Hagrid is a trustworthy, gentle giant in J.K. Rowling’s Harry Potter series. He is the caretaker of Hogwarts and has a soft spot for creatures that most would consider terrifying or hazardous, but when it comes to standing up for what is right, no one would ever doubt which side Hagrid would be on.
In the books Hagrid, Harry, and the people of the wizarding world faced some pretty treacherous villains and situations. With each challenge came the opportunity to be steadfast and brave. As a reader, it was breathtaking to encounter the harrowing battles and escapes. Always fighting the fight between good and evil, Hagrid and company were perpetually prepared to face what came next.
“What’s comin’ will come and we’ll meet it when it does.” Continue reading “What’s Comin’ Will Come… – Wise Words Wednesday”
In February of 2002 I took a long-term substitute teaching position at a small, Catholic school in Loose Creek, Mo. That position sealed my understanding that God was calling me to be a teacher. In August of 2002, I began my teacher education program only to receive a call in October that the same small school needed me. A teacher had quit. I rearranged my newly laid plans and went back for another long-term subbing.
At the end of that second year, the school secretary gave me a framed saying, “Only angles can wing it. The rest of us have to work at it.”
That saying sits on my bathroom counter today. Every morning it is my motivation to get going and work on making my day count. Every night it is my reminder that even the most imperfect days are days I did my best to keep up with the angels. Continue reading “Only Angels Can Wing It”
You just can’t rush peace. Clearly mankind has not found the means for bringing serenity to the world in the millions of years that we have inhabited it, so why should we expect peace to come quickly and quietly into our daily lives?
As I sat down to write this post, all three children stormed into the office after me. One wanted to talk about a homework assignment. The second wanted to watch baseball. The third wanted his second supper for the night. (I literally JUST finished cleaning up the first supper, where he ate three helpings.) All three kiddos laid guilt trips on me because I had gotten home late and went straight into making the first supper. This post clearly wasn’t going to get written without a fight. Continue reading “You Can’t Rush Peace”
If you feel like you are running a day late and a dollar short (as I am today), Congratulations! It’s National Be Late for Something Day!
Cut yourself some slack. Give yourself time to be the best you can be. Take a deep breath.
Maybe today is the day you forgive yourself for something that you should have let go of a LONG time ago. It’s always a good time for forgiveness.
Consider going to bed just a few minutes later so you can squeeze in a few more snuggles with your sweetie or kiddos.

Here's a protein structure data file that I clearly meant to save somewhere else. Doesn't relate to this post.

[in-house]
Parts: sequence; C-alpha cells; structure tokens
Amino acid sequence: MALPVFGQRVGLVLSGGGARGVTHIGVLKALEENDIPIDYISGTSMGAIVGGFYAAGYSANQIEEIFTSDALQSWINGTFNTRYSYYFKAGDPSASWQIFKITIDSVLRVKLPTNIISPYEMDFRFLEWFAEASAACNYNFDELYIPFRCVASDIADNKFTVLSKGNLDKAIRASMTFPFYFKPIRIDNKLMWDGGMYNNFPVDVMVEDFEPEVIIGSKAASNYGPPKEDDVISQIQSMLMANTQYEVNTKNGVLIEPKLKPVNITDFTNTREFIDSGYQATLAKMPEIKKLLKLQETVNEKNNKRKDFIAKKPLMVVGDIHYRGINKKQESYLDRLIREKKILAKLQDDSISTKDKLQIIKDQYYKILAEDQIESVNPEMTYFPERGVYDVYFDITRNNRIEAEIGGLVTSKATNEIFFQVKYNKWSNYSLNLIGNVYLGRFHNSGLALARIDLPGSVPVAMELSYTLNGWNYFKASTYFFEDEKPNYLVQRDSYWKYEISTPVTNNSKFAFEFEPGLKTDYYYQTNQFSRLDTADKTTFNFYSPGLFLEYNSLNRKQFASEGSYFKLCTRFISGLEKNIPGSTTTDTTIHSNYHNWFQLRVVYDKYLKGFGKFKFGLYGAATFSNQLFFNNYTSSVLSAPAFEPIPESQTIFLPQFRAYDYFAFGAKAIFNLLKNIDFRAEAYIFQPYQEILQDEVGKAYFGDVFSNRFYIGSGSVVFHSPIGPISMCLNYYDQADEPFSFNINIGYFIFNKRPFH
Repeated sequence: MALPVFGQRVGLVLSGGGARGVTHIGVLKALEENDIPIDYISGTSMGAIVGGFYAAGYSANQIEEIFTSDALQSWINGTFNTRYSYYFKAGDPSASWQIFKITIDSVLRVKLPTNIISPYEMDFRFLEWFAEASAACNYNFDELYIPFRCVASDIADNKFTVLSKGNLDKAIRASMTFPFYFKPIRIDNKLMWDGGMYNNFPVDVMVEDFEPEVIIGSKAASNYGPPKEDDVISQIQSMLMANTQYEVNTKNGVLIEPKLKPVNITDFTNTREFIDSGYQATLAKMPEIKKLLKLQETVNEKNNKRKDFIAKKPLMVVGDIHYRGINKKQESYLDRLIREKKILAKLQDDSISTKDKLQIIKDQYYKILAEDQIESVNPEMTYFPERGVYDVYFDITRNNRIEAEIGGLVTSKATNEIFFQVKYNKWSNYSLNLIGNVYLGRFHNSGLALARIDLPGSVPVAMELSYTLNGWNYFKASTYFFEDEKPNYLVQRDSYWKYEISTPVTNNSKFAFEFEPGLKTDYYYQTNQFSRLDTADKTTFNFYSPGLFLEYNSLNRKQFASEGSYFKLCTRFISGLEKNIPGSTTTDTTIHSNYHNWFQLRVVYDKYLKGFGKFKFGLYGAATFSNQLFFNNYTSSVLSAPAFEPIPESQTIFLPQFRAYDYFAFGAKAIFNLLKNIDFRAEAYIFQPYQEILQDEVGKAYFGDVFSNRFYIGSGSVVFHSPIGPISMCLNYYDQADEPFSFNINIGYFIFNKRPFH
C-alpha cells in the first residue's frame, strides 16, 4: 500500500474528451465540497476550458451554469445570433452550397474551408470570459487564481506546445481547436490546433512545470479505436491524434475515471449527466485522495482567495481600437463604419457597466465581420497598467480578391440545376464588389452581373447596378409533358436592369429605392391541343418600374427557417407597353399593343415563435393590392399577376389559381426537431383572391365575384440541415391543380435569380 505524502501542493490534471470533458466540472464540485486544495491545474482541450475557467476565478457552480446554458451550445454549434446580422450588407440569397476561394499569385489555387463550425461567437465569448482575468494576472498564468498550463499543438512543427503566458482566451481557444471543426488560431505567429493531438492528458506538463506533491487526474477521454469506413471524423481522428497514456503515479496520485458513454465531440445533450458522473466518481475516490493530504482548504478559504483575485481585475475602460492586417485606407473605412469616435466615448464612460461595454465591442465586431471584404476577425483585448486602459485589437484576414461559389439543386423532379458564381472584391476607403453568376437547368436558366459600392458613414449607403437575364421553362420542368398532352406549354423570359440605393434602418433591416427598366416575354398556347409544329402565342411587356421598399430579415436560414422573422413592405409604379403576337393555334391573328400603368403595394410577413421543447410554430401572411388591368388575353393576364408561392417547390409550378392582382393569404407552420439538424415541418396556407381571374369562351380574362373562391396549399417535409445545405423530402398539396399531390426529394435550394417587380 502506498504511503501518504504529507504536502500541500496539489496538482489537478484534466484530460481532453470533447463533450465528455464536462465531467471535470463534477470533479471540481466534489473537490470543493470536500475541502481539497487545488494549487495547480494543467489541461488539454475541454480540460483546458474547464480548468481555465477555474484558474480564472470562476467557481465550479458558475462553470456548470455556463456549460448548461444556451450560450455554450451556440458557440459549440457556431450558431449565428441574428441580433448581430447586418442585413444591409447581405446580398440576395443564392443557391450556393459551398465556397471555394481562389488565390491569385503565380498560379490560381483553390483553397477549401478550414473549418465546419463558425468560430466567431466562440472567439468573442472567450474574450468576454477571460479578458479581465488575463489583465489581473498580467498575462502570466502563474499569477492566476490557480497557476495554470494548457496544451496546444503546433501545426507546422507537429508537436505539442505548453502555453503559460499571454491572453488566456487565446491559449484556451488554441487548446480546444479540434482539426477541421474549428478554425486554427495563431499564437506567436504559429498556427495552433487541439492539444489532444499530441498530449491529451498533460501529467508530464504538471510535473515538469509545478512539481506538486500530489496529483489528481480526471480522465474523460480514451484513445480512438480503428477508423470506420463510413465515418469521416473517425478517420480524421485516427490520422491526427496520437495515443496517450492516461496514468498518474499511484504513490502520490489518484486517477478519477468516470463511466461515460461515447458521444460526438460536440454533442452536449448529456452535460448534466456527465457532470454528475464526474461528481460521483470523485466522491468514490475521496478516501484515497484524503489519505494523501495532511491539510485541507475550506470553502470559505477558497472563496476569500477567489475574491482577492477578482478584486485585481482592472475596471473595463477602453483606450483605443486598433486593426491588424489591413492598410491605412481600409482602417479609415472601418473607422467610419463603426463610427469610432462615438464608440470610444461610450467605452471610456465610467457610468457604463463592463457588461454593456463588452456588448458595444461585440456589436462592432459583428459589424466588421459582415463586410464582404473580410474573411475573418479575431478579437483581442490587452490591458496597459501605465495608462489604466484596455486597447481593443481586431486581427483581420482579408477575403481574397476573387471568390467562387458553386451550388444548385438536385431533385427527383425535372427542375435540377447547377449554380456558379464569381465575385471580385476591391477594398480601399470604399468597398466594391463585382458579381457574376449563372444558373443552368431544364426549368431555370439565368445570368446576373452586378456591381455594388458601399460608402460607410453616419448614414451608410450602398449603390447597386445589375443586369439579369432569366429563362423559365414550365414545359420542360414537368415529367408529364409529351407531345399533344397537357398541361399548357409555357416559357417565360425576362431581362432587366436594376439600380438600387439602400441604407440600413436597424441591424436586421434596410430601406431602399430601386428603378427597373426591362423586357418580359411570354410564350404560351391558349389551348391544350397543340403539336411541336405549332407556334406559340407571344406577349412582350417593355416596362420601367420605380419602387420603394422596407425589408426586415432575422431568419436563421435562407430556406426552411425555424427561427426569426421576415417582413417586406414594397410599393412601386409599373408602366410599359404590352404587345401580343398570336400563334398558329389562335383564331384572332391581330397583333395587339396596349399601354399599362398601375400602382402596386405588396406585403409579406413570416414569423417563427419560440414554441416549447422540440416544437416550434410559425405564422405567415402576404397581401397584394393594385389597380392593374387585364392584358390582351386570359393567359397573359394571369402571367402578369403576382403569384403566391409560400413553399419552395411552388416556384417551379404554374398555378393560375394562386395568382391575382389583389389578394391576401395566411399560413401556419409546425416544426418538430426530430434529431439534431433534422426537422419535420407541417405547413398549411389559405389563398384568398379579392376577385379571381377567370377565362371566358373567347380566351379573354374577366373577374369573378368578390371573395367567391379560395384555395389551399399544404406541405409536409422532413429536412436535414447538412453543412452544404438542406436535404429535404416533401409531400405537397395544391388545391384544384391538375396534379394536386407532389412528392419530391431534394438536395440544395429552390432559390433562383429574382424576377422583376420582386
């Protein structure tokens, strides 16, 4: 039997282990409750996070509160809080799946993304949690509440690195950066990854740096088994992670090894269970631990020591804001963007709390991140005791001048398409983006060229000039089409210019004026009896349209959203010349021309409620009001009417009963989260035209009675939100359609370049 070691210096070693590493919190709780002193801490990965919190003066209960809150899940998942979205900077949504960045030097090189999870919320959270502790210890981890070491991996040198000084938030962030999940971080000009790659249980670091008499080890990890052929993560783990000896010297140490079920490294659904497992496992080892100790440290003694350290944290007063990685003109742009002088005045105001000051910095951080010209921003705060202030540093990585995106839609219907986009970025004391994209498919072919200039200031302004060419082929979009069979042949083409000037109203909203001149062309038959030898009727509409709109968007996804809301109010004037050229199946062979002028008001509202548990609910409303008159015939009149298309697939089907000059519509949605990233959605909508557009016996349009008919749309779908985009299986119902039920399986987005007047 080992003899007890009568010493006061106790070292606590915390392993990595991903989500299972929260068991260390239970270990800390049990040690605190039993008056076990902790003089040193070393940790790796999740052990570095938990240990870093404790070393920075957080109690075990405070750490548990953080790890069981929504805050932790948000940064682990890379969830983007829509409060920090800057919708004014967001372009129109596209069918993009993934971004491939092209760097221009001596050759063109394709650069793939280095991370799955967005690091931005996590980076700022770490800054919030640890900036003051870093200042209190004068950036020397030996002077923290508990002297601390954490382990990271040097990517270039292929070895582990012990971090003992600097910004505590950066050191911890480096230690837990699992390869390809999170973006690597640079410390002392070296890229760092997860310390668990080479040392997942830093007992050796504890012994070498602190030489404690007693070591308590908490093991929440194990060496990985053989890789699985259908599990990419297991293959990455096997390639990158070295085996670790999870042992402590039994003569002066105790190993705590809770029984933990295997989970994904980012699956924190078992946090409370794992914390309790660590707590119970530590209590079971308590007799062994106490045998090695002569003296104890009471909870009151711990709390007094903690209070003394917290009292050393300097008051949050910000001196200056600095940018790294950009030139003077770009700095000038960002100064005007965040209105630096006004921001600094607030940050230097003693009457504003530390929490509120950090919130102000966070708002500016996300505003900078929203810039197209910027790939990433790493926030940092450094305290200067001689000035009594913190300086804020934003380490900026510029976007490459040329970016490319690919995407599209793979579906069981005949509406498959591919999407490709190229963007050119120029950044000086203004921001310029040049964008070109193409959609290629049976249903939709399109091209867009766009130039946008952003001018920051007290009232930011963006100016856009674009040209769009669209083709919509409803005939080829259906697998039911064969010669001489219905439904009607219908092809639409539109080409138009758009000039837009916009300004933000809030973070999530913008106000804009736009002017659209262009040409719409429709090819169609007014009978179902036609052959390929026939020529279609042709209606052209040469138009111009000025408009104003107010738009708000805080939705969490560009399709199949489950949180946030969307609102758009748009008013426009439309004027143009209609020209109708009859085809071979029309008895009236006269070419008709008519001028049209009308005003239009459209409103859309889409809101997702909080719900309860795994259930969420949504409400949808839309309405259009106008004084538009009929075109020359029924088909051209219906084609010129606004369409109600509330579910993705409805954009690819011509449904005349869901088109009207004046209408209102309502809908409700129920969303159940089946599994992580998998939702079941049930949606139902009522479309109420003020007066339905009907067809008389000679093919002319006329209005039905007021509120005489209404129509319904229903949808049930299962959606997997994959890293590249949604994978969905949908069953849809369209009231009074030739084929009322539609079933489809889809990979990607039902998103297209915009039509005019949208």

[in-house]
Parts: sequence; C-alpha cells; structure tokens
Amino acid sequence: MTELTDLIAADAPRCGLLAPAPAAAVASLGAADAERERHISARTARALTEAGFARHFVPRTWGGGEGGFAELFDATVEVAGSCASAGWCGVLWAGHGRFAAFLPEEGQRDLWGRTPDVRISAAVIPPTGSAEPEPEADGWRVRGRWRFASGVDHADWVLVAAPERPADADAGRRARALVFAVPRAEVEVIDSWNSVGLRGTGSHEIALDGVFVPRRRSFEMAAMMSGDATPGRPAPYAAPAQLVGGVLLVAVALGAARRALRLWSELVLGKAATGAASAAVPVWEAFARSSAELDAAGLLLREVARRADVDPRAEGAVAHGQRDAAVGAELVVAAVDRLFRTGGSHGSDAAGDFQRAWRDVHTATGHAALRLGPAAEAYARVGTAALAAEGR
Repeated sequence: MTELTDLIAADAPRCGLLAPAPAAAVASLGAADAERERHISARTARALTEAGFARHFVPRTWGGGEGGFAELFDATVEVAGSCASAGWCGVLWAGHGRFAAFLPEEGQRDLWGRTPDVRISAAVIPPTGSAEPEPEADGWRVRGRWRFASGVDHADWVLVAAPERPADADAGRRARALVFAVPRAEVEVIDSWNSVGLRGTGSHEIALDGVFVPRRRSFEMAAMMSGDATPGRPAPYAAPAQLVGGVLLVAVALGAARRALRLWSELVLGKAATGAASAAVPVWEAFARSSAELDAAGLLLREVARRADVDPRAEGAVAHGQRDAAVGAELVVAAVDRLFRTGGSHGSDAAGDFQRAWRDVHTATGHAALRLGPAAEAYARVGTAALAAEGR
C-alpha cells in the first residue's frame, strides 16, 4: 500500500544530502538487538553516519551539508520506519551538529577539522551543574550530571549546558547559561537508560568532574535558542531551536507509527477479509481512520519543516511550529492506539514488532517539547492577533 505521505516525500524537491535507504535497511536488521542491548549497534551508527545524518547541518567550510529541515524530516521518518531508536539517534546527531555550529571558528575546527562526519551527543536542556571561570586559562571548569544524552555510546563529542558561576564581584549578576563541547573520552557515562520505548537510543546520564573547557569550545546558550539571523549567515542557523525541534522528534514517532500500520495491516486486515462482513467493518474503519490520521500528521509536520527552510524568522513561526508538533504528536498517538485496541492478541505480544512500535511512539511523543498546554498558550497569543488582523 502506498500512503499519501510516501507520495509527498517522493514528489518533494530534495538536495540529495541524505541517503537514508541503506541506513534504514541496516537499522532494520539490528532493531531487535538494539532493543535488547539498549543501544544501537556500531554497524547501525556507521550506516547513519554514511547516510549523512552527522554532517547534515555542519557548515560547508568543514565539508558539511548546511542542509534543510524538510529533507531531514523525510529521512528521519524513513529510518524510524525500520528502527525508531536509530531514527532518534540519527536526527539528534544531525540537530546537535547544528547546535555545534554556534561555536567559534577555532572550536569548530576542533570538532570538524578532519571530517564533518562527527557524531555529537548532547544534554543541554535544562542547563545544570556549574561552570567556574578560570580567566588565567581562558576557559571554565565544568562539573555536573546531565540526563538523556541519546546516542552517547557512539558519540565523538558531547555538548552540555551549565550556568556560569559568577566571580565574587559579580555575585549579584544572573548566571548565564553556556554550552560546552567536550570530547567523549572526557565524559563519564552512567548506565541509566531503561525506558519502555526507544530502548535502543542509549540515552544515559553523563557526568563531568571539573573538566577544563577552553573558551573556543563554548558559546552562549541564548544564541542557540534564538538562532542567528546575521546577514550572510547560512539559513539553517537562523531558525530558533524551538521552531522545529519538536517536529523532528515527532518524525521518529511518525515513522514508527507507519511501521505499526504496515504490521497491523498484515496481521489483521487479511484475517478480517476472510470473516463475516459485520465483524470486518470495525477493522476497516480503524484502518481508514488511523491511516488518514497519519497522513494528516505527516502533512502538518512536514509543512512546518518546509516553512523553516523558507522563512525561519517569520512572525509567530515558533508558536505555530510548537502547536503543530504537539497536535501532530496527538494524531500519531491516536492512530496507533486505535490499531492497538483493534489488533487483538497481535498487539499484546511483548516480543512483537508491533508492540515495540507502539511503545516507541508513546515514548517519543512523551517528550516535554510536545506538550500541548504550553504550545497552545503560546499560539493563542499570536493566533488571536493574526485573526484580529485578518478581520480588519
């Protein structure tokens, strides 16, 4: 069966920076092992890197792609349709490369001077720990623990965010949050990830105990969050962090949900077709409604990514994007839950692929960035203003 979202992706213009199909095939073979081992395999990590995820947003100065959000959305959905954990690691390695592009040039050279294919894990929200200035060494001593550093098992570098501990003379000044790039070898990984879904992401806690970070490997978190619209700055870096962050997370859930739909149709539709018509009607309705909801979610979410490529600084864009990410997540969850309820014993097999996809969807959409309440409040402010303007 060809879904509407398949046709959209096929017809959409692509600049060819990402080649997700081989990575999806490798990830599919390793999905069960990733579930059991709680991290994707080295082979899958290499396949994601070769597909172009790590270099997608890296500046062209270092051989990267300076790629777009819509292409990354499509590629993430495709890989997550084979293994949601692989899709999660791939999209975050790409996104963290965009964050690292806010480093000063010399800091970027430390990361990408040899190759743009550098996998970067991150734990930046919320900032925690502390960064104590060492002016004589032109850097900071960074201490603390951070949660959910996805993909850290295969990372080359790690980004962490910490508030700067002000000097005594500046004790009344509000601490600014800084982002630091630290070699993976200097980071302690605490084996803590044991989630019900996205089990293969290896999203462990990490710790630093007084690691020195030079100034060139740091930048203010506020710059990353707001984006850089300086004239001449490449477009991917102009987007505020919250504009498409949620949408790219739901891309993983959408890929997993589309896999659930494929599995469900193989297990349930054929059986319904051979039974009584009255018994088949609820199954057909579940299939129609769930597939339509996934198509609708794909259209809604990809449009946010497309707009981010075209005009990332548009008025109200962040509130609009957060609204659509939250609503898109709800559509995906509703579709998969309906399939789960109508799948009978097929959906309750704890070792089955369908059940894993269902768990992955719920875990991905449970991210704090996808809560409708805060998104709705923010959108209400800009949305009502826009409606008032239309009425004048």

This is one national holiday we all really need.
By: Melanie A. Peters
P.S. I really should have written this post yesterday.
While radio never stops and has played a pivotal role in entertainment for centuries, it does not seem to command the attention of every waking hour as it did in the past. When I was growing up, my waking hours started around 4:00 a.m. helping milk cows. Each of those mornings we were joined in the milk barn by the sounds and stories of Paul Harvey. Even after we left the farm in 1994, my listening continued as I began waitressing breakfast at a local restaurant. It didn’t matter where I was, Paul Harvey’s voice drew me in and transported my mind to the stories and people of whom he spoke.
Monday through Friday Mr. Harvey shared his commentary on the affairs of the world in his News and Comment. At the end of each weekday broadcast he would sign off with a chipper, “Good day.” On Saturdays he shared The Rest of the Story. After telling an always impactful version of one adventure, discovery, or invention, The Rest of the Story was always smartly summarized with, “And that’s the rest of the story.” The reliability of his demeanor made him more than a voice on the radio. He became someone I felt I knew. He became someone who was an active part of my life. He was like family. Continue reading “I Miss Paul Harvey”
The door in our basement squeaks. It is a loud and angry squeak. Each time my husband comes home from the farm, he enters through this door. That hinged “hello” is how we know he is home.
I could easily spray some grease on the whiny hinges but there is something comforting about hearing that squeak followed by his footsteps coming up the stairs. It’s a squeak I probably won’t grease any time soon.
This past weekend a friend of mine came to me with a problem. She has another friend who is going through a divorce. The divorce, as many divorces are, is not a pretty one. Unfortunately, the couple has some young children. The divorcing couple have not only pushed one another away but they have checked out on caring for their kids. My friend has helped care for the little sweeties a number of days each week for about 6 months and the weight of it is taking a toll on her own homelife. Each time the phone rings with a call for her to watch the other kiddos, it is a “squeak” that makes her cringe. Continue reading “Squeaks We Don’t Need to Grease”